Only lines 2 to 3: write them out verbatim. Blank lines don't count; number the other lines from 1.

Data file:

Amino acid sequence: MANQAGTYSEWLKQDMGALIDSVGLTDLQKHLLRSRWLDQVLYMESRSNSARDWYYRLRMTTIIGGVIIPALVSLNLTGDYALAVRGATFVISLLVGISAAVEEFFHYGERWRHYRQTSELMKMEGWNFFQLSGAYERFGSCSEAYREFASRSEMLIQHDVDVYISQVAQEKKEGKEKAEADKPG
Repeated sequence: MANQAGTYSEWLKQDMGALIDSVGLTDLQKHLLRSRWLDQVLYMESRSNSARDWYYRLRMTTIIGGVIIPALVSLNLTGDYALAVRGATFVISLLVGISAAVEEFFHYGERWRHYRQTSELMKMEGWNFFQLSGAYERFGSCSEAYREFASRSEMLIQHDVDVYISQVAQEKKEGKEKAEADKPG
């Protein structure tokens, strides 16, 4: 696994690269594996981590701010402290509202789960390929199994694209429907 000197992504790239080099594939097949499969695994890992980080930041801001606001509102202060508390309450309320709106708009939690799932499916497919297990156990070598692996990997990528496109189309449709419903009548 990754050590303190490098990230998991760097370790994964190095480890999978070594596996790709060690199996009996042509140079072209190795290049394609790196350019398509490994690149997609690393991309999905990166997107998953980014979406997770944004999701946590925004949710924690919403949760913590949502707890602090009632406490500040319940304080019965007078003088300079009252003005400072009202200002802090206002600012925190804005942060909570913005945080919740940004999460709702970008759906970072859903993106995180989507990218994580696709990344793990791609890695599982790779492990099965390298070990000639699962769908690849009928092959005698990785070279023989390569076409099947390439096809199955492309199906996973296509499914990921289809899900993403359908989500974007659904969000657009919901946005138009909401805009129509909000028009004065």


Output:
Repeated sequence: MANQAGTYSEWLKQDMGALIDSVGLTDLQKHLLRSRWLDQVLYMESRSNSARDWYYRLRMTTIIGGVIIPALVSLNLTGDYALAVRGATFVISLLVGISAAVEEFFHYGERWRHYRQTSELMKMEGWNFFQLSGAYERFGSCSEAYREFASRSEMLIQHDVDVYISQVAQEKKEGKEKAEADKPG
């Protein structure tokens, strides 16, 4: 696994690269594996981590701010402290509202789960390929199994694209429907 000197992504790239080099594939097949499969695994890992980080930041801001606001509102202060508390309450309320709106708009939690799932499916497919297990156990070598692996990997990528496109189309449709419903009548 990754050590303190490098990230998991760097370790994964190095480890999978070594596996790709060690199996009996042509140079072209190795290049394609790196350019398509490994690149997609690393991309999905990166997107998953980014979406997770944004999701946590925004949710924690919403949760913590949502707890602090009632406490500040319940304080019965007078003088300079009252003005400072009202200002802090206002600012925190804005942060909570913005945080919740940004999460709702970008759906970072859903993106995180989507990218994580696709990344793990791609890695599982790779492990099965390298070990000639699962769908690849009928092959005698990785070279023989390569076409099947390439096809199955492309199906996973296509499914990921289809899900993403359908989500974007659904969000657009919901946005138009909401805009129509909000028009004065």